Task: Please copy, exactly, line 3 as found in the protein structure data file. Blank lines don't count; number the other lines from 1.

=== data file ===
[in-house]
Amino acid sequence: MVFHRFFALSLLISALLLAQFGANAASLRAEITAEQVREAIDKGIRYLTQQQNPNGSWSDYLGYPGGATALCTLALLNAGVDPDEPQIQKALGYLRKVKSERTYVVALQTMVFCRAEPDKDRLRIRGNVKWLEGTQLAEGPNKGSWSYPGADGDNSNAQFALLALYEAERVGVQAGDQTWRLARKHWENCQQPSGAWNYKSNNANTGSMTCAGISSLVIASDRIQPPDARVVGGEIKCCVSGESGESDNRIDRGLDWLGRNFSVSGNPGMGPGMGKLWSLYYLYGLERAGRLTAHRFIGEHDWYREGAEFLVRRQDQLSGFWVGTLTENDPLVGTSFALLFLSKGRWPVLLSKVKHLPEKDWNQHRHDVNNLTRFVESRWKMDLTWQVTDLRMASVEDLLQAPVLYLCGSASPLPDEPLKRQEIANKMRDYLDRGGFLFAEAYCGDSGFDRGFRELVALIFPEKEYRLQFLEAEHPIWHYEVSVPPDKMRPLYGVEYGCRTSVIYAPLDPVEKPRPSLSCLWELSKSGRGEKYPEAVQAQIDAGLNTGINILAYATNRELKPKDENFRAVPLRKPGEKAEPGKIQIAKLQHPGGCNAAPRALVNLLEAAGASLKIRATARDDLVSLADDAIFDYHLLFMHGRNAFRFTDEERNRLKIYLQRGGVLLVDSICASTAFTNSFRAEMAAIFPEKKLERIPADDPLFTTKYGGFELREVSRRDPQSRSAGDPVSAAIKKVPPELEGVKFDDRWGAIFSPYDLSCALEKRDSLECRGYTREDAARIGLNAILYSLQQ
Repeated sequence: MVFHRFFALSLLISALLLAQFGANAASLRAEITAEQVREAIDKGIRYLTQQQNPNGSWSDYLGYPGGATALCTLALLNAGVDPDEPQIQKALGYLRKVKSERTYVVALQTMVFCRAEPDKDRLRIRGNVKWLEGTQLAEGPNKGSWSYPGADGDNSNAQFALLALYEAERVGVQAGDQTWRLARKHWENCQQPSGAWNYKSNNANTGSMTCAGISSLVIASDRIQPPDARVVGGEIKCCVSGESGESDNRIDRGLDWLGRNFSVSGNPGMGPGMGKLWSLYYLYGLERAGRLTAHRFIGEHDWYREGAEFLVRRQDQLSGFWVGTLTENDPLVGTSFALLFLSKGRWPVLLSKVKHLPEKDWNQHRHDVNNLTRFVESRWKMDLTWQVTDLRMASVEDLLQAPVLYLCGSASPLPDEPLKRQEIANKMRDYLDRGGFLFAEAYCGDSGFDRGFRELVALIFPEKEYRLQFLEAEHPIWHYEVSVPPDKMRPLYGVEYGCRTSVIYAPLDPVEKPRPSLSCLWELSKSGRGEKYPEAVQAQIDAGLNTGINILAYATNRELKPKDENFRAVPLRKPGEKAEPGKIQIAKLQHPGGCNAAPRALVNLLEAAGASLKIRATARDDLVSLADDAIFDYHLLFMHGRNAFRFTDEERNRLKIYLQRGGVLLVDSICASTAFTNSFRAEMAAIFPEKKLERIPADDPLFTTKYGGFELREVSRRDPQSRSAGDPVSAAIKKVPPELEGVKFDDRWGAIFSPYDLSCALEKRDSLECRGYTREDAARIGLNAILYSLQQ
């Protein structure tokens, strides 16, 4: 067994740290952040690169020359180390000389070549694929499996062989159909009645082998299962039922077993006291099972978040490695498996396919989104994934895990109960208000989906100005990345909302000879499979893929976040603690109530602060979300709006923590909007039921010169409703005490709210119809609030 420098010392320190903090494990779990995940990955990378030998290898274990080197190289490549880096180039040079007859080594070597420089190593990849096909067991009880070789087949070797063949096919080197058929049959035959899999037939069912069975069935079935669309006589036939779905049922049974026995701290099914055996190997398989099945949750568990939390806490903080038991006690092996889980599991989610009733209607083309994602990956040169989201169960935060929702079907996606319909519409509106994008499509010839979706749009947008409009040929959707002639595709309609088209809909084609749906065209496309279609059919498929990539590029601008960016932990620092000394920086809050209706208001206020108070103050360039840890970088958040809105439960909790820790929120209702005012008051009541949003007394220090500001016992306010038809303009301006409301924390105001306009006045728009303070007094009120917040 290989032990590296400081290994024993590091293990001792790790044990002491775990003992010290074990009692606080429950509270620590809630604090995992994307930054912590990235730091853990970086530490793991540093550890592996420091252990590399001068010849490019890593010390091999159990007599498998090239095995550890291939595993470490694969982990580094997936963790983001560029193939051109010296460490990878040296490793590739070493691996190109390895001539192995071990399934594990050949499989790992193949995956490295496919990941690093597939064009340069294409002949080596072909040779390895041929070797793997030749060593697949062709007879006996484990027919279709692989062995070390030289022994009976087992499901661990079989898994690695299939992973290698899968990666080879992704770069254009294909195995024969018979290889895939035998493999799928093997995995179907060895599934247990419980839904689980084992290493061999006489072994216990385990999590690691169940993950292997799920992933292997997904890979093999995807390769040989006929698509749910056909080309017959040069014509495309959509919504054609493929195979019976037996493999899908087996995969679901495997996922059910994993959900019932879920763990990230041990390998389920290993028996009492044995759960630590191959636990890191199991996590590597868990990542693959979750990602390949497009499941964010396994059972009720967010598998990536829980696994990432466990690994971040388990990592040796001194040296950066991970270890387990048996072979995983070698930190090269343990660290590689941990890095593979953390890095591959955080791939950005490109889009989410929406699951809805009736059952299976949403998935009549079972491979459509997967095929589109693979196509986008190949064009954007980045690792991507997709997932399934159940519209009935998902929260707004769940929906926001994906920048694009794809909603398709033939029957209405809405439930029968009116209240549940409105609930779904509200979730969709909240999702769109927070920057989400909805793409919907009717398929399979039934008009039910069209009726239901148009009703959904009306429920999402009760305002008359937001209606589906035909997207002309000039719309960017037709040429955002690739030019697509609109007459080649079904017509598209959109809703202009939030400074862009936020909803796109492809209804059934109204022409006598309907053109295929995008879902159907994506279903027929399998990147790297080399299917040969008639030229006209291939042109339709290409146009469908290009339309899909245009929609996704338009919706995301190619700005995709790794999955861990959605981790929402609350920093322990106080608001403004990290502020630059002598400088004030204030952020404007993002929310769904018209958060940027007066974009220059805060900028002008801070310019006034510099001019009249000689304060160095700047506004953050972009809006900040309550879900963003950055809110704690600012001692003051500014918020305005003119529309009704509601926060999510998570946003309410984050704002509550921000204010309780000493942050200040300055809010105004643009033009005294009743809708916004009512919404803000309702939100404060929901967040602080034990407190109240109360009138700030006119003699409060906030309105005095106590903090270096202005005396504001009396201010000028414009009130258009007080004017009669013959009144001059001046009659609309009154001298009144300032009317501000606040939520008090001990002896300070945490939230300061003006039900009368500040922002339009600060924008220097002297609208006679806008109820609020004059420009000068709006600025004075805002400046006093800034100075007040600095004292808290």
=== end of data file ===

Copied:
Repeated sequence: MVFHRFFALSLLISALLLAQFGANAASLRAEITAEQVREAIDKGIRYLTQQQNPNGSWSDYLGYPGGATALCTLALLNAGVDPDEPQIQKALGYLRKVKSERTYVVALQTMVFCRAEPDKDRLRIRGNVKWLEGTQLAEGPNKGSWSYPGADGDNSNAQFALLALYEAERVGVQAGDQTWRLARKHWENCQQPSGAWNYKSNNANTGSMTCAGISSLVIASDRIQPPDARVVGGEIKCCVSGESGESDNRIDRGLDWLGRNFSVSGNPGMGPGMGKLWSLYYLYGLERAGRLTAHRFIGEHDWYREGAEFLVRRQDQLSGFWVGTLTENDPLVGTSFALLFLSKGRWPVLLSKVKHLPEKDWNQHRHDVNNLTRFVESRWKMDLTWQVTDLRMASVEDLLQAPVLYLCGSASPLPDEPLKRQEIANKMRDYLDRGGFLFAEAYCGDSGFDRGFRELVALIFPEKEYRLQFLEAEHPIWHYEVSVPPDKMRPLYGVEYGCRTSVIYAPLDPVEKPRPSLSCLWELSKSGRGEKYPEAVQAQIDAGLNTGINILAYATNRELKPKDENFRAVPLRKPGEKAEPGKIQIAKLQHPGGCNAAPRALVNLLEAAGASLKIRATARDDLVSLADDAIFDYHLLFMHGRNAFRFTDEERNRLKIYLQRGGVLLVDSICASTAFTNSFRAEMAAIFPEKKLERIPADDPLFTTKYGGFELREVSRRDPQSRSAGDPVSAAIKKVPPELEGVKFDDRWGAIFSPYDLSCALEKRDSLECRGYTREDAARIGLNAILYSLQQ